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Breastfeeding: Going Home from the Hospital

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Early Discharge and Early Follow-up
Too many new mothers are discharged to go home before they feel confident about breastfeeding or other aspects of their own or their baby's care. Unfortunately, the recent trend toward shorter and shorter maternity stays largely has been driven by financial considerations rather than the health and well-being of the baby and family. In an attempt to curb the problem of "drive-through deliveries," national legislation has been passed requiring insurance companies to extend coverage for normal deliveries to forty-eight hours. But even a two-day hospital stay doesn't guarantee that babies will be nursing proficiently by the time they go home. Early follow-up remains a crucial step in assuring breastfeeding success by identifying mother-baby pairs who need extra help shortly after going home. In late 1995, the American Academy of Pediatrics published a policy statement containing minimum criteria to be met before a newborn should be discharged. The statement strongly emphasized that all infants discharged before forty-eight hours of age should be examined by an experienced health care provider within the next forty-eight hours. In addition to the standard medical assessments performed at the follow-up visit, the encounter should include an observation of breastfeeding to assure the infant latches on and suckles properly.

While all these recommendations make the system sound fail-safe, the fact remains that most mothers go home before breastfeeding is really going smoothly. Early follow-up within two days is absolutely essential to assure that your baby is nursing effectively, especially once your milk comes in abundantly. Many pediatricians now see newborn babies in their offices a couple of days after hospital discharge, while other mother-baby pairs receive a follow-up home visit by a nurse. Still others return to a hospital-based follow-up program. While a telephone call from a nurse to check on your breastfeeding progress makes a nice addition to one of these visits, it is not an adequate substitute for being seen in person.

If you don't feel ready to go home when your doctor thinks you are, explain your concerns and request more time. If your baby isn't nursing well, ask if you can stay even an additional twelve hours to give you several more breastfeeding sessions where assistance is available. If that isn't possible, see if you can arrange for an appointment the following day with either a lactation specialist on staff at the hospital or a private lactation consultant in the community. Whenever you seek breastfeeding help from someone other than your baby's doctor, it goes without saying that the doctor must be kept informed of all such encounters and feeding recommendations. Your baby's doctor should be the one to coordinate all aspects of your baby's health care.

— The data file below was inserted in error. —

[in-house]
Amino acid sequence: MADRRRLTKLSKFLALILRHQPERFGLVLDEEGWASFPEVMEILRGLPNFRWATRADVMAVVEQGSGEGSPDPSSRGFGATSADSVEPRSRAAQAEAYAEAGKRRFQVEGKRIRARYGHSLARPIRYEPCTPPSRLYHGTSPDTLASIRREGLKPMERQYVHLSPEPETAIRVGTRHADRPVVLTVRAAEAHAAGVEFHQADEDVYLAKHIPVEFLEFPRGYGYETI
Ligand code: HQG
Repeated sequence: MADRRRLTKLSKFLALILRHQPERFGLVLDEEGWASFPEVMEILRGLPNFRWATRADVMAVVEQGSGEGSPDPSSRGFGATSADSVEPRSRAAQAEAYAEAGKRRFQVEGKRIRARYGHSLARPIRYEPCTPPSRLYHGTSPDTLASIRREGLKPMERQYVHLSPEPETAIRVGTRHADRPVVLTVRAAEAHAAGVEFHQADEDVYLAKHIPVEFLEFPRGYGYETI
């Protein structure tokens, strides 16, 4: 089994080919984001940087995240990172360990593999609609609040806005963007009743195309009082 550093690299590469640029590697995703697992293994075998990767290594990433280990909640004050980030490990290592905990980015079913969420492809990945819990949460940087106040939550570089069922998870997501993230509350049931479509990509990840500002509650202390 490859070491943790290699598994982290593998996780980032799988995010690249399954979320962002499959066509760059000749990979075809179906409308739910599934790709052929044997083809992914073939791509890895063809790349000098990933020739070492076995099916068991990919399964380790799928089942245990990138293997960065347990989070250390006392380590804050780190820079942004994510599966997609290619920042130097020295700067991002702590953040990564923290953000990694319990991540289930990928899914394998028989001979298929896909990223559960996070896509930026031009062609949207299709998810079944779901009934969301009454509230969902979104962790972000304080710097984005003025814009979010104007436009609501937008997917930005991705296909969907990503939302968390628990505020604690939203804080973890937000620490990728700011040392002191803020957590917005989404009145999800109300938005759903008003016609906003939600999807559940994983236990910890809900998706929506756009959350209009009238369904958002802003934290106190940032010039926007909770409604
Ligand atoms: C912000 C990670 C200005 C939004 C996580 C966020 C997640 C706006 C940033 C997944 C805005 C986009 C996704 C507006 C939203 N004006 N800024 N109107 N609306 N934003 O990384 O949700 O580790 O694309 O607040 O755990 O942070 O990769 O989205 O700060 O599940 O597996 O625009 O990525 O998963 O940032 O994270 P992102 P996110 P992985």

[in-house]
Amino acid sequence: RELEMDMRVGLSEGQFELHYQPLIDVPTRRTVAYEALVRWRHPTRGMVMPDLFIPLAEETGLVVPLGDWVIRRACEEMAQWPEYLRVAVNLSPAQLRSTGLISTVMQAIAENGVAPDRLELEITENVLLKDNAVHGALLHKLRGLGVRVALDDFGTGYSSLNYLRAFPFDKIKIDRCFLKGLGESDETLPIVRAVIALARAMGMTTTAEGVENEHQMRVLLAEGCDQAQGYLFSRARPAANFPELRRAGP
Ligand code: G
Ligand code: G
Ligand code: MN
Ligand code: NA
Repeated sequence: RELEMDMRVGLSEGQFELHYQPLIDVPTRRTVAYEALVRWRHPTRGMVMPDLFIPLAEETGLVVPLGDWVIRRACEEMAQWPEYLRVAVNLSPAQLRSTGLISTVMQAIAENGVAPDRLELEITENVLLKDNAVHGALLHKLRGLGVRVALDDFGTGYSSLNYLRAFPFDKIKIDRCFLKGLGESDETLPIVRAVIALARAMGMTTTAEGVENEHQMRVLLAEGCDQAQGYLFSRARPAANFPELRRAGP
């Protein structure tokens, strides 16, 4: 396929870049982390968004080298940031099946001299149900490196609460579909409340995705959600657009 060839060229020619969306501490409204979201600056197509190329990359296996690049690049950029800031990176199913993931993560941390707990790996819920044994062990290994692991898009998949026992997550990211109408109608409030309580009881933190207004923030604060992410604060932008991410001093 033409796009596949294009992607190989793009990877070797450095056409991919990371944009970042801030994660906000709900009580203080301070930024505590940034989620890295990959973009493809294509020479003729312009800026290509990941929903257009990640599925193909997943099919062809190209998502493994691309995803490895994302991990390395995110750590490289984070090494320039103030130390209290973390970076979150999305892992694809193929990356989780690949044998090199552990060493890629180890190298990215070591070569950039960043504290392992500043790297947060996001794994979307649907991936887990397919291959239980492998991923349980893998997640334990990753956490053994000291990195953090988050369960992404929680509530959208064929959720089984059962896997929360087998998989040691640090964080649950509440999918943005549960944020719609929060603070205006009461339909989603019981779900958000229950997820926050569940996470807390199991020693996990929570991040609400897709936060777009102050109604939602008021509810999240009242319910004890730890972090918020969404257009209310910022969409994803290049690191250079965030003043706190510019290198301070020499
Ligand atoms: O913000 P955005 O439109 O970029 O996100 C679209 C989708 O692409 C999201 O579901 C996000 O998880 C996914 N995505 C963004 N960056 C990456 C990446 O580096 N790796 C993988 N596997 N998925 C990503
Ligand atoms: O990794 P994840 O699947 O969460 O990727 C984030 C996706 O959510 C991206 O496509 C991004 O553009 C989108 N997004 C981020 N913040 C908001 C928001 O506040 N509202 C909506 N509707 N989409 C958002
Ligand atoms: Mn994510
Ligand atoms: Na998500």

Babies At-Risk for Inadequate Breastfeeding
Doctors, nurses, and parents alike usually assume that because breastfeeding is "natural," it will proceed naturally. They expect that any problems experienced in the hospital will magically clear up once the family gets home and the mother's milk comes in abundantly. For most women, things do go better with each subsequent feeding and each passing day. But for a few mother-baby pairs, early small problems become serious chronic matters that threaten the success of breastfeeding and the baby's well-being.

After years of evaluating breastfeeding problems, I believe I can predict with some accuracy which mother-baby pairs are at increased risk for inadequate breastfeeding. These couples deserve closer follow-up and monitoring to help them be successful. Anything that could affect the mother's milk production or her baby's ability to latch on to her breast and suckle well can have a negative impact on breastfeeding. Some typical examples are listed below.

    Lactation Risk Factors in the Mother
  • Previous breastfed baby who didn't gain weight well
  • Flat or inverted nipples
  • Variation from normal in breast appearance (such as marked asymmetry)
  • Previous breast surgery that may have cut some milk ducts
  • Previous breast abscess
  • Extremely sore nipples
  • Minimal prenatal breast enlargement
  • Failure of milk to come in abundantly after delivery
  • Severe postpartum breast engorgement
  • Medical problems, such as hemorrhage, high blood pressure, or infection

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From Dr. Mom's Guide to Breastfeeding by Marianne R. Neifert. Copyright © 1998 by Marianne R. Neifert. Used by arrangement with Plume, a member of Penguin Group (USA) Inc.

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